A challenge to the science used to identify DNA matter on
a shirt as brain tissue was the core issue of Mark Lundy's
appeal to the Privy Council.
Pathologists suggested the material might contain cells found
only in brain or spinal cord tissue but were unable to state
that categorically, as the samples were poorly preserved.
The police then took the samples to Texas pathologist Dr
He was also unable to positively identify the tissue under a
microscope but conducted an immunohistochemical (IHC)
procedure, from which he categorically stated the tissue was
from the brain or spinal cord.
The IHC procedure had never been used before in this manner.
At the original trial, the defence conceded the matter was
brain tissue and the only issue was how it ended up on the
shirt, possibly by accidental contamination during the police
But at the Privy Council hearing, Lundy's lawyer Dave Hislop,
QC, submitted that the expert evidence given by Dr Miller,
and others who relied on his opinion, was "fundamentally
flawed" to the point that the trial was unfair. Three
immunohistochemistry experts concluded the procedure was an
"uncontrolled experiment" which was incapable of producing a
Affidavits sworn by Professors Phillip Sheard, Helen Whitwell
and Kevin Gatter concluded the tissue was poorly preserved
and it was impossible to reach any conclusion as to the
nature of the material.
They concluded the IHC procedure was an "uncontrolled
experiment" which was incapable of producing a reliable
The Privy Council also heard evidence that IHC had been used
sparingly worldwide to forensically identify tissue in
criminal cases, with only one other example found.
On top of criticism of Dr Miller was the discovery of a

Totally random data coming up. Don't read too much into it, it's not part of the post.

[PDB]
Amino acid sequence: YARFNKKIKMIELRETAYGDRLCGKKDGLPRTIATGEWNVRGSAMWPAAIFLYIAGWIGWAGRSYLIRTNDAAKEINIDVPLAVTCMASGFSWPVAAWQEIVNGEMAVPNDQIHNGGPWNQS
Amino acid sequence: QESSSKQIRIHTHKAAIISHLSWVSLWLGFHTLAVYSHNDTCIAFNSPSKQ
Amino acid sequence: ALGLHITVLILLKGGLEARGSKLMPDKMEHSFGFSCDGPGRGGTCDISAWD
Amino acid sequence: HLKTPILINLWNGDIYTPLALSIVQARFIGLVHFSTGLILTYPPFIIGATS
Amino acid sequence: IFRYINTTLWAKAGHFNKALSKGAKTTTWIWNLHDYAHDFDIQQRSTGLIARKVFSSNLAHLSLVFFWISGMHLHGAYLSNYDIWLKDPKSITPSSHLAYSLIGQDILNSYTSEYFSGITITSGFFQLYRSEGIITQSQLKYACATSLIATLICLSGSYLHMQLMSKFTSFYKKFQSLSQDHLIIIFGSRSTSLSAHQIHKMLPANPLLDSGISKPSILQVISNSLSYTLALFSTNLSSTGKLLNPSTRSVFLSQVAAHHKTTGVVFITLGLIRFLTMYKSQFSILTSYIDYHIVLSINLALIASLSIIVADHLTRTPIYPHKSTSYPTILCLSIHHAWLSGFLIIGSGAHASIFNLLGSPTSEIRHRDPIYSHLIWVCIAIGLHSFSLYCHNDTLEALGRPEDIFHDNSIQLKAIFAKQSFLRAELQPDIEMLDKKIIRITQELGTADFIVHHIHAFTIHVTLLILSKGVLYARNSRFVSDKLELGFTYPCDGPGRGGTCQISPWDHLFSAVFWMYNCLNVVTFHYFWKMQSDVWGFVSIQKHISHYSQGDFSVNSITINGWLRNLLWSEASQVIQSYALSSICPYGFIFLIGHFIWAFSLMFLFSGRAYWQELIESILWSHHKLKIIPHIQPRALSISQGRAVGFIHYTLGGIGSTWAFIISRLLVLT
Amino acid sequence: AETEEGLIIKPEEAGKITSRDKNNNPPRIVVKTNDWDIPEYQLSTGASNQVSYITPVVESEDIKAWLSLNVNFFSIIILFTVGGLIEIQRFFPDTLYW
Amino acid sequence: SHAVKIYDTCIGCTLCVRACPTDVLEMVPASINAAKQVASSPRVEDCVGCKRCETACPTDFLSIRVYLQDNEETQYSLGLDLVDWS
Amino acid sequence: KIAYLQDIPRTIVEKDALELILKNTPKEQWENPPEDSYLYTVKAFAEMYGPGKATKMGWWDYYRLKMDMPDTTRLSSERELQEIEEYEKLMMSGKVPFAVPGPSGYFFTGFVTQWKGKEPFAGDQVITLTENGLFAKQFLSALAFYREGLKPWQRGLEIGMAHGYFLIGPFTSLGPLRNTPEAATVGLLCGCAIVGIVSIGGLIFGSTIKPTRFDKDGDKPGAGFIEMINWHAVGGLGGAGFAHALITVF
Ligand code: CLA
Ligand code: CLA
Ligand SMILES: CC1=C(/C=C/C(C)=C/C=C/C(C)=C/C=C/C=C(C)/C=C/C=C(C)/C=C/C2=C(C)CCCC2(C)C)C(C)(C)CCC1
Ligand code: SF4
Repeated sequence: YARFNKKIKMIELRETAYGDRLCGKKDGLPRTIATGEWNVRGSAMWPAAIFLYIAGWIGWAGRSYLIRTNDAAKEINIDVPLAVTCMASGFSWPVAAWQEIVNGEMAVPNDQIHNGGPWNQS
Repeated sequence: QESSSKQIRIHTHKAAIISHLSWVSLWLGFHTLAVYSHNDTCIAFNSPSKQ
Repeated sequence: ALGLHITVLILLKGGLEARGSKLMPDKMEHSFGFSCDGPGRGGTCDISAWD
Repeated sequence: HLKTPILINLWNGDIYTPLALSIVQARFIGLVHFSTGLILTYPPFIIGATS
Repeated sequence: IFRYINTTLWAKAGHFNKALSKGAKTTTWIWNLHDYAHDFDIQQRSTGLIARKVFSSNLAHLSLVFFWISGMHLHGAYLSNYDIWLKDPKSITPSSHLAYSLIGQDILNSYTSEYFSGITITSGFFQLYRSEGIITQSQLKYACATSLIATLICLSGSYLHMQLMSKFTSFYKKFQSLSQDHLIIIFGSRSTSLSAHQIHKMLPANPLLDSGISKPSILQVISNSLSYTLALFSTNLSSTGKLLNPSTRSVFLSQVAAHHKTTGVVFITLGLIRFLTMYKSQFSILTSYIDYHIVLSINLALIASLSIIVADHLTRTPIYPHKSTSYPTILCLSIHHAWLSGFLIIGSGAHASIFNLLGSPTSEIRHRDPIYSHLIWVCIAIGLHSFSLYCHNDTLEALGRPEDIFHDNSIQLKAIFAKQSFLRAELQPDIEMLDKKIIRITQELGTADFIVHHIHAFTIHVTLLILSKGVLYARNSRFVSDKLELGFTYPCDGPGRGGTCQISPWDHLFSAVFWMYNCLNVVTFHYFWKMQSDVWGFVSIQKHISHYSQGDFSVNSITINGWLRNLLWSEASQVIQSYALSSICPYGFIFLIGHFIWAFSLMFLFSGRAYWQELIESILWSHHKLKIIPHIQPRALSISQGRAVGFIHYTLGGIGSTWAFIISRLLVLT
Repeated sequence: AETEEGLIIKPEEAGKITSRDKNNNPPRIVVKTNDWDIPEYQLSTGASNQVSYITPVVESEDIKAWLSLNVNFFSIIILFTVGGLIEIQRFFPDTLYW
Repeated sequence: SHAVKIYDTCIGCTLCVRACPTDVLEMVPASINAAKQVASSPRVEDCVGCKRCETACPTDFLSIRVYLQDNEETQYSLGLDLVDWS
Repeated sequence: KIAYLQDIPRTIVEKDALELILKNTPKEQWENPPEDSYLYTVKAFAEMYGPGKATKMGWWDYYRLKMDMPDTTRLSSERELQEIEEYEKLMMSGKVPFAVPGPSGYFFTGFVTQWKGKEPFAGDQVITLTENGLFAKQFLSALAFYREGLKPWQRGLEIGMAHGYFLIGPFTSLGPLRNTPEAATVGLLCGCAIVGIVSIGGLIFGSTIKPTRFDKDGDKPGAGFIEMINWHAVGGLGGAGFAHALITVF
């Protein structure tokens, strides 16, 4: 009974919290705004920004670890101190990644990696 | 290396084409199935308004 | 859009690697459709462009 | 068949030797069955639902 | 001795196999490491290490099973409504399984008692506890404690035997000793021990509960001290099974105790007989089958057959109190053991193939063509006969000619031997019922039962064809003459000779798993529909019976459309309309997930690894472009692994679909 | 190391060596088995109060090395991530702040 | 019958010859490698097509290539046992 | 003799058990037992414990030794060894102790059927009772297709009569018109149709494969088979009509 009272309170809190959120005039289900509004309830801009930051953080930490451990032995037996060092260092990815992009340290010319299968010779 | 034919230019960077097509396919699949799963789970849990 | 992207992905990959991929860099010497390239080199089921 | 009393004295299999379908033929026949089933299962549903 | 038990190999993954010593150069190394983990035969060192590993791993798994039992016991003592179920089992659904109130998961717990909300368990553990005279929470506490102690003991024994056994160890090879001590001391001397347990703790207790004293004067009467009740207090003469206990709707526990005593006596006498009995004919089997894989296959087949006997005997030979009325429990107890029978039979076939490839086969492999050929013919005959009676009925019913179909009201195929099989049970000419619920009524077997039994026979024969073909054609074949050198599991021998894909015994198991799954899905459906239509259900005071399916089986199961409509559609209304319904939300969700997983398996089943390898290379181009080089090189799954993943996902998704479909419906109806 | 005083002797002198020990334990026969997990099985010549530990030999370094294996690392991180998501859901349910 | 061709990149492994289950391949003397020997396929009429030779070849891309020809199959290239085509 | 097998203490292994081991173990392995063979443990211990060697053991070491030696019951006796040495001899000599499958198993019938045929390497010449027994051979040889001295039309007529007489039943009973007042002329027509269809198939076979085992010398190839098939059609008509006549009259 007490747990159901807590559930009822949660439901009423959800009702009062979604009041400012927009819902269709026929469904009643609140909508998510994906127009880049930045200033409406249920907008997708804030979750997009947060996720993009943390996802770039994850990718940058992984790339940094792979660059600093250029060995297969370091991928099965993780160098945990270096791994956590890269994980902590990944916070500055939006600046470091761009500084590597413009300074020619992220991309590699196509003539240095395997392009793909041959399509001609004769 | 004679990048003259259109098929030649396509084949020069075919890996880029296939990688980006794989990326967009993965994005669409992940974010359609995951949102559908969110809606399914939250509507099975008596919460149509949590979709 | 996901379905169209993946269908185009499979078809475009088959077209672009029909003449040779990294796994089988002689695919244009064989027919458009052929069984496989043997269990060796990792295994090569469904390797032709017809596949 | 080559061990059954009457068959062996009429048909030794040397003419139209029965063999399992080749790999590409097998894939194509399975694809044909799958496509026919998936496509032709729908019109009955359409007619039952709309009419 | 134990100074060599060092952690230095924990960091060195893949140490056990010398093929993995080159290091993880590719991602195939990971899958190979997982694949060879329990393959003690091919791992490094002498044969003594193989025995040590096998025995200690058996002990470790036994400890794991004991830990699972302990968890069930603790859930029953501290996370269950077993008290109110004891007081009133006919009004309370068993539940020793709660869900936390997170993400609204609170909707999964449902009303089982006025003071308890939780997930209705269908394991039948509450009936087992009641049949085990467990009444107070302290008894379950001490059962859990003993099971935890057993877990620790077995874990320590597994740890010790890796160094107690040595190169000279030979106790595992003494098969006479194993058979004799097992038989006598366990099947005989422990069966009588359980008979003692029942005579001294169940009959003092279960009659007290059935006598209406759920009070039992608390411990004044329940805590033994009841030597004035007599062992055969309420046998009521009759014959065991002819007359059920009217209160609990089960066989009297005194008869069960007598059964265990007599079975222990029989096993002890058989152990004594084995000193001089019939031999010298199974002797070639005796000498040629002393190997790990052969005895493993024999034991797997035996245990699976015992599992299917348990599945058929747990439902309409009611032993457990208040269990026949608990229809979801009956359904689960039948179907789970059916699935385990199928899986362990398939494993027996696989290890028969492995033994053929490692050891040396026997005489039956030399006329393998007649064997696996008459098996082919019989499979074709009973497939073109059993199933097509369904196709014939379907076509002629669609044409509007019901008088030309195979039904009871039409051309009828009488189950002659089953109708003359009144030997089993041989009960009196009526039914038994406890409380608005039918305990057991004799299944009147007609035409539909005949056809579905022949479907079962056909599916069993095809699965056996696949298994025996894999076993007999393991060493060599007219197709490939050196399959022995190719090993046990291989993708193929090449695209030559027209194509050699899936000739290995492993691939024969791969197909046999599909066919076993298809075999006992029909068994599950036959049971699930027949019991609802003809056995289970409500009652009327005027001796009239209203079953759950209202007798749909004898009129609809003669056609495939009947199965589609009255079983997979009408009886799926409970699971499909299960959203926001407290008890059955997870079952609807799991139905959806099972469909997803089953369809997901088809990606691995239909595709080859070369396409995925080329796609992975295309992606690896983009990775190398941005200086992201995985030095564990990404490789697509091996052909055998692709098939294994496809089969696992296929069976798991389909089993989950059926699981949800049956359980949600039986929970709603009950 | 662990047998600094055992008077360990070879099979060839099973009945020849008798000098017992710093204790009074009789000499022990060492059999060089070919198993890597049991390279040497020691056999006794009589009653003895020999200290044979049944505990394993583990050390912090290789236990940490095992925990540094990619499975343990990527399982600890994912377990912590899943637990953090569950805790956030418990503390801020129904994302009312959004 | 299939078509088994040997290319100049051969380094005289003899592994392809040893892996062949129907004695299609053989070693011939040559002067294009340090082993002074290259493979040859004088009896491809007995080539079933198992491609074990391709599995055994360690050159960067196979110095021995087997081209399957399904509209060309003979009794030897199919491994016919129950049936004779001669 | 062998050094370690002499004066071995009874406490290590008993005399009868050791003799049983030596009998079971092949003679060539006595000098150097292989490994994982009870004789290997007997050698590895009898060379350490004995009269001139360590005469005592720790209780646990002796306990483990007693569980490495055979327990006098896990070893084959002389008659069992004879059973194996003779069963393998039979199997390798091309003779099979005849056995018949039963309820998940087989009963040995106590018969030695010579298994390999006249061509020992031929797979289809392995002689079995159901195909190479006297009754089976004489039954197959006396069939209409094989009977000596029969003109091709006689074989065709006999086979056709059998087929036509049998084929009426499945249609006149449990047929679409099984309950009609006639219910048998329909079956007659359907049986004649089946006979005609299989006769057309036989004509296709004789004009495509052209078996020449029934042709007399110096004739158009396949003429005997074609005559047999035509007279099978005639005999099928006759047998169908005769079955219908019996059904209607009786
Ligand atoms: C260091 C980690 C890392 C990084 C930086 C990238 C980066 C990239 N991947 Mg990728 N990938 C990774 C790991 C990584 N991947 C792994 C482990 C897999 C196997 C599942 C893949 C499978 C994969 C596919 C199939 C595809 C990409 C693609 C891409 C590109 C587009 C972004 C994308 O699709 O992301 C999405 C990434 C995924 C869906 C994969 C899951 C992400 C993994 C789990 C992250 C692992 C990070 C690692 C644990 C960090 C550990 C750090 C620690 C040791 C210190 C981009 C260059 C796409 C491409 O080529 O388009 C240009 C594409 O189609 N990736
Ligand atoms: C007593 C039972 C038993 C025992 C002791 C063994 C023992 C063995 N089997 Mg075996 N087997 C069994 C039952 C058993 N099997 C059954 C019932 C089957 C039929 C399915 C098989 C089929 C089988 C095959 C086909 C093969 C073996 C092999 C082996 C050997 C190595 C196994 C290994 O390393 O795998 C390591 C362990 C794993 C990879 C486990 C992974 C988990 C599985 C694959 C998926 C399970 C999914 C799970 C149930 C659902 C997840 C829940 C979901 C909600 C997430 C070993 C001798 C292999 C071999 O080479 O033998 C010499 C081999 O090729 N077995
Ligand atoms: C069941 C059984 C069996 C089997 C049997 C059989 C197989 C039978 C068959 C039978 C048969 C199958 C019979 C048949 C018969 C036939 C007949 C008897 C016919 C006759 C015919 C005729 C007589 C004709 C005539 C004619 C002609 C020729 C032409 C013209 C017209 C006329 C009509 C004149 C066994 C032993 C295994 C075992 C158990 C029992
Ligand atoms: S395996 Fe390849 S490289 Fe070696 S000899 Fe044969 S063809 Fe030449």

previously undisclosed police document.
The report, written by the officer in charge of the murder
case Detective Sergeant Ross Grantham, asked a senior officer
for permission to visit Dr Miller in the United States.
He asked for the trip to be funded after neuropathologist Dr
Heng Teoh said tissue was too degenerated to identify as
brain tissue and Lundy should not be convicted on the
strength of the cells on the slide he saw.
However, the document was not disclosed to Lundy's lawyers
before the trial, denying them a line of inquiry for the
Mr Hislop also attacked the science method which established
the 7pm time of death evidence which was crucial to the
prosecution case, calling a world expert
who said analysing stomach contents was "so unreliable as to
be of little value".
The theory that Lundy tampered with the family computer to
create an alibi was also criticised by Mr Hislop, producing
an affidavit from a forensic examiner saying a virus found on
the computer could have caused the internal clock to be
Lundy is serving at least 20 years of a life sentence for the
murders of his wife, Christine, and daughter, Amber.
The Crown case was that Lundy, then 41, went to Wellington on
August 29, 2000, on a fortnightly sales trip to visit kitchen
He checked into a Petone motel at 5pm, and 30 minutes later
received a phone call from his wife telling him that Amber's
Girl Guides meeting was cancelled and they were having
McDonald's for dinner.
The Crown said Lundy convinced Christine to get Amber into
bed by 7pm so they could have a romantic evening together.
He then drove 150km back to Palmerston North at high speed,
parked 500m from his home, then ran inside around 7pm and
attacked his wife with a tomahawk. When Amber got up to see
what was happening, he killed her too.
Lundy then sped back to Wellington, arriving just before
8.30pm when he spoke to a friend on his cellphone.
Lundy's defence was that he stayed in Petone, read a book on
the foreshore, drank alcohol and paid a prostitute to visit
him at 11.30pm.
The bodies were found by Christine's brother around 9am the
Lundy was arrested six months later and was found guilty
after a six-week trial in 2002.
- Jared Savage of the NZ Herald